Posted on April 22, 2022

I Joined the NAACP to Fight Injustice. Ironically, It’s Also Why I’m Resigning.

Todd Cardiff, San Diego Union-Tribune, April 15, 2022

In 2015, I joined the NAACP believing it to be the most powerful and effective voice against racial injustice. Despite being a civil litigation attorney with almost two decades of experience in advising nonprofit organizations, it never occurred to me to read the bylaws before joining. It was only after two duly-elected local branch presidents were unceremoniously removed, without a modicum of due process, that I finally took a deep dive into the language. I discovered that the NAACP’s constitution and bylaws are antithetical to any democratically run civil rights organization.

The most problematic section of the NAACP Constitution is Article IV, Section 3(a) {snip}

In plain language, Article IV means that if a member discovers that another member embezzled money, engaged in sexual harassment, corruptly sold the NAACP’s name or engaged in any myriad other criminal or civil wrongs, such member could not hold or assist in holding the NAACP director, officer or employee criminally or civilly responsible without automatically forfeiting his or her membership in the NAACP. In a more common scenario, if a member wishes to enforce the procedures set forth in the bylaws in a court of law, his or her membership will be automatically revoked.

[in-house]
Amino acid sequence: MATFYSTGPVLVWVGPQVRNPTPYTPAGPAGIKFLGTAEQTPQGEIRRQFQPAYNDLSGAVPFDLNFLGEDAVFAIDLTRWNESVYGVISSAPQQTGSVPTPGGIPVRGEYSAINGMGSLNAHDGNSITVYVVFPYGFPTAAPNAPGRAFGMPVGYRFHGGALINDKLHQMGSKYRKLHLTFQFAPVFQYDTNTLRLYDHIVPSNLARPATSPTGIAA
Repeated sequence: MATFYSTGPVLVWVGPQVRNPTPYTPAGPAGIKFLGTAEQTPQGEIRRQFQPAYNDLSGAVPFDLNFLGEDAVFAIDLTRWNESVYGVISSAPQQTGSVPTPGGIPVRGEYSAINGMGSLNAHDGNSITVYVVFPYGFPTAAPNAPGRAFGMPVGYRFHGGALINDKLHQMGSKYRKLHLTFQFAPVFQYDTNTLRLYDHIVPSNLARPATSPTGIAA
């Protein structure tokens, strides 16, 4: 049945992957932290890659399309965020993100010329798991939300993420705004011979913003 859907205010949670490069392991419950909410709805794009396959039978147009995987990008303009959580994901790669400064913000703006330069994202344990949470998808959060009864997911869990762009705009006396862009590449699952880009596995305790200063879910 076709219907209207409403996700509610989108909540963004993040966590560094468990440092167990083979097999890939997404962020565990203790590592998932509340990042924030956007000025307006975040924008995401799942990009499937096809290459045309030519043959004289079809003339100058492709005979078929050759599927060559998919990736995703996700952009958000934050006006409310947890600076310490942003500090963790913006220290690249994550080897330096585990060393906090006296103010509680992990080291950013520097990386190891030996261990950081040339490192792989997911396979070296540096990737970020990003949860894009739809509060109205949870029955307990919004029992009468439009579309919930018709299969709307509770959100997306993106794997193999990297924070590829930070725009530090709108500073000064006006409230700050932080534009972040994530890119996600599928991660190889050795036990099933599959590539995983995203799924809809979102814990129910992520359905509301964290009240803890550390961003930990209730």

There are a number of other provisions of the NAACP’s constitution and bylaws that similarly seek to discourage challenging the NAACP in a court of law. {snip}


Nevertheless, such provisions have been effective at discouraging anyone from mounting a legal challenge. No matter how draconian the NAACP acts towards its members, how severely it violates its own bylaws, how blatantly it denies due process, why would an unpaid volunteer risk having his or her membership publicly revoked in the oldest and most respected civil rights organization in the nation, and potentially pay attorneys’ fees and costs? {snip}

The NAACP San Diego Branch is a case in point. In July 2021, the national board of directors of the NAACP appointed an “administrator” to the San Diego Branch, an action wholly outside of any reasonable interpretation of the bylaws. The administrator demanded the San Diego Branch void local branch elections and hold new elections without any evidence of fraud, and in direct contravention to the procedures specified in the bylaws. When our current President Francine Maxwell indicated that, despite her objections, she would run for office again, NAACP President Derrick Johnson suspended her, effectively barring her from re-election. {snip}